How to leverage a gap year for your resume

  5 tips to leverage a gap year for your resume

As  students the world over, but particularly in developed economies, finish the last of their exams, we are seeing the start of the Gap Year season. This is a growing phenomenon where generally relatively well off students head off for far flung destinations to travel, gain life experiences and have fun.

Years ago this was the privilege of the very affluent, but now it is routinely a part of a growing number of young people’s lives, when they leave both school and university. For some they can be formative life experiences. For others they are simply staying in their comfort zones in different places.

Safe in familiar company, if not territory, they move between international hostels and Starbucks, on the now notorious “gap yah” track.

Some even recall the iconic gap year movie Before Sunrise making the notion even more romantically enticing.


There are benefits. Many people who go to university from school regret their choice of course within the first two years. Taking a gap year can help those who are unsure gain self insight and focus, but can also provide a renewed commitment for academic study and a more focused approach to learning.

Having said that, I have seen many instances where a gap year added no value at all, other than a great international holiday.

We have also observed the same time, a veritable explosion of professional gap year organisers, so the notion of a truly intrepid traveller, is becoming a distant twentieth century memory, as the process becomes commercialized, not to mention, costly. It can cost four figure sums to dig wells in Africa. There is almost a ranking of increasingly obscure and expensive gap year activities, as companies compete for this growing market which is creating a certain amount of gap year snobbery.

One concerned parent asked me how can her daughter leverage a gap year for her resume?

Different levels

I have to be honest and say I have never met a single person who has not enjoyed a gap year. What’s not to like?  But as a recruiter and coach I have observed different levels of benefit.  For some, the very process of independently managing travel arrangements, meeting new people and seeing new sights and scenes, can be character building. At one time, a gap year was a stand out feature, which recruiters paid attention to in the interview processes.  Now, as growing numbers recount generic experiences, it’s getting increasingly hard to feign genuine interest.

Today, when so many entry-level students take gap years, they are becoming less impactful and their contribution to developing a CV has been diluted.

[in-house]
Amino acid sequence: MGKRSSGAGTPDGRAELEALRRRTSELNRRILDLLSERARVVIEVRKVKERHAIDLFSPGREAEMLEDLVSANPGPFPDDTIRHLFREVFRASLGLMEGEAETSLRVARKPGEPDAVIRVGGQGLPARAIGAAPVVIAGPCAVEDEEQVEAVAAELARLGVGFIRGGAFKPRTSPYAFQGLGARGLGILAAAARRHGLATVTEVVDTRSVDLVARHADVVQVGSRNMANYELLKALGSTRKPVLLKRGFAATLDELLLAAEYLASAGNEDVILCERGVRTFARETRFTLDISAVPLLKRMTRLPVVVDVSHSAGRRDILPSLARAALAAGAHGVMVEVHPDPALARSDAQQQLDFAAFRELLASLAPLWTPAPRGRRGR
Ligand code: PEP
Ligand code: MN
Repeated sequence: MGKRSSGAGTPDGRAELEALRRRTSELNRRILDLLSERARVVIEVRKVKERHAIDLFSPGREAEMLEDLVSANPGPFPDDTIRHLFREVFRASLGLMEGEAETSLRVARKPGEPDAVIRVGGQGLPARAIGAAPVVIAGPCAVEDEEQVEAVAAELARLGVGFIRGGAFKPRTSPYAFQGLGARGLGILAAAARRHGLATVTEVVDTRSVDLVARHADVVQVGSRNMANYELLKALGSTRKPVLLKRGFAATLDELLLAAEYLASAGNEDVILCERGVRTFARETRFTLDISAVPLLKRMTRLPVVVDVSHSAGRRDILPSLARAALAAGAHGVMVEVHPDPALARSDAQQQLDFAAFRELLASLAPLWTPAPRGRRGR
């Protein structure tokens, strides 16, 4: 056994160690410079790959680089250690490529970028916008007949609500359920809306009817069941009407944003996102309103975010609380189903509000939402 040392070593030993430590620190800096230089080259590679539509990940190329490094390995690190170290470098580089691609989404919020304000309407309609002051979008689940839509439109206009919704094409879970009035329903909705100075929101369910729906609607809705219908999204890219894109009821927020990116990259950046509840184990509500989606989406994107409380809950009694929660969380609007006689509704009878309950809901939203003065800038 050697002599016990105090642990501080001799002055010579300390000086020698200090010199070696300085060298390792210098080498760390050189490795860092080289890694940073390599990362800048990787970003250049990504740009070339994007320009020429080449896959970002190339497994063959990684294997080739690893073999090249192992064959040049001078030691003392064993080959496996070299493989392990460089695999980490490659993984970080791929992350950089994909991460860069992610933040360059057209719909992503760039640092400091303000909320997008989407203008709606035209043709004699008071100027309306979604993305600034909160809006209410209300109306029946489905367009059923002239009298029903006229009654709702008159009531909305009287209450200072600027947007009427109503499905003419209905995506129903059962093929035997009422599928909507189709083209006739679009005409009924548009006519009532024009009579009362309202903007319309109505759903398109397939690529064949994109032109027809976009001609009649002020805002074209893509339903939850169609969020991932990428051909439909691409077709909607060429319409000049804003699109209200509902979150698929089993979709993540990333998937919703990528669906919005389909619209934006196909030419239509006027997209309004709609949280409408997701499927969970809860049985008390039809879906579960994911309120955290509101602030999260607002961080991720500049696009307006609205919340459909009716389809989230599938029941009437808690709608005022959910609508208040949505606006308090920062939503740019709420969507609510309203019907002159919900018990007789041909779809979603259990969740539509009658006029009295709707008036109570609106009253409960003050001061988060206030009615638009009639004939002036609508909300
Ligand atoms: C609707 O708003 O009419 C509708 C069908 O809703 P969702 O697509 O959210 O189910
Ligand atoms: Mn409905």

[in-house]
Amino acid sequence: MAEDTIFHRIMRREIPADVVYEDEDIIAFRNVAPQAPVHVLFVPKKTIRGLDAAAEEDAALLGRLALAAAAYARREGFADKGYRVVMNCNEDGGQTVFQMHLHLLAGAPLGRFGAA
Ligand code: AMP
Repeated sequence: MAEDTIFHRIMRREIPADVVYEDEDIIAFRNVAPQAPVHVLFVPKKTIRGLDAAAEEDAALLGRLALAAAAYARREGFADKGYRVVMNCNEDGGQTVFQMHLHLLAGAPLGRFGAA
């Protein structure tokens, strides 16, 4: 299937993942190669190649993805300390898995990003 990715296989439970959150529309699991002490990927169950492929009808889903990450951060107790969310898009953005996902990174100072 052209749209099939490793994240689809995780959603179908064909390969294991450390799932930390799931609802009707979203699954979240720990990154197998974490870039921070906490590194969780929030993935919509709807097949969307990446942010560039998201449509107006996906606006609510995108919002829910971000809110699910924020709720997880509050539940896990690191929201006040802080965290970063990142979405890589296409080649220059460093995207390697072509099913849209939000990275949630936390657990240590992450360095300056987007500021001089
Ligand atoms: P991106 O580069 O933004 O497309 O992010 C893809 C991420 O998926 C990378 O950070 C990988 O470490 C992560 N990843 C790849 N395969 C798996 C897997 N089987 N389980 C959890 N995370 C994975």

So how can you change that to showcase your experience?  

Here are 5 tips to leverage a gap year:

Finance it yourself

It really isn’t that big an achievement if the bank of Mum and Dad buys you a round the world ticket and gives you a monthly allowance to drift from one temple, beach or watering hole to another. 

  This can be either by working, or other creative means.

Have goals

Reflect about what you want to achieve out of the experience and make sure you do. So many students don’t really think what they want to learn from their time away. They want to drift around and have fun. In some ways that is the lure and beauty of it, especially as going into a structured workplace will come soon enough. But it is still important to set objectives. It might be to learn a language, see specific sights, volunteer or undertake a special challenge.


The press has been filled recently with stories of  Eleanor Hawkins, who has just completed a Masters in Aeronautical Engineering and gained international notoriety when she, together with a group of other travellers,  posed naked for photographs on the country’s highest peaks in Malaysia, considered by local tribes to be sacred ground. She was imprisoned, fined and unceremoniously deported in front of the worlds’ press. The question has to be asked:

What was she thinking?

An intelligent woman, simply failed to research and be empathetic to the culture of the country she was in. She has to be wondering how this “foolish” behaviour might impact her career. It has certainly tarnished her reputation and brought into question her judgement. Although the public collective memory tends to be short, the incident will show up in any online research on her – forever.

Keep a journal  

It’s really important to be mindful of all the experiences. Journaling is an important tool to record all the key and maybe pivotal moments. There are so many ways to do this, blogging or a visual diary is a good way.  I have interviewed many entry-level candidates who really have either had no ah-ah moment at all, or if they did were unable to articulate it.  And when you do try to come up with something original.

Understand which skills you have acquired

Acquiring new skills or enhancing existing ones is really important so it’s really important to know what they are. They might be: time management, negotiating, budgeting, planning and risk management.

Discovering new cultures and customs; improving language skills and become more globally aware are also helpful.

They should be understood well and conveyed in an impactful way in your CV. 



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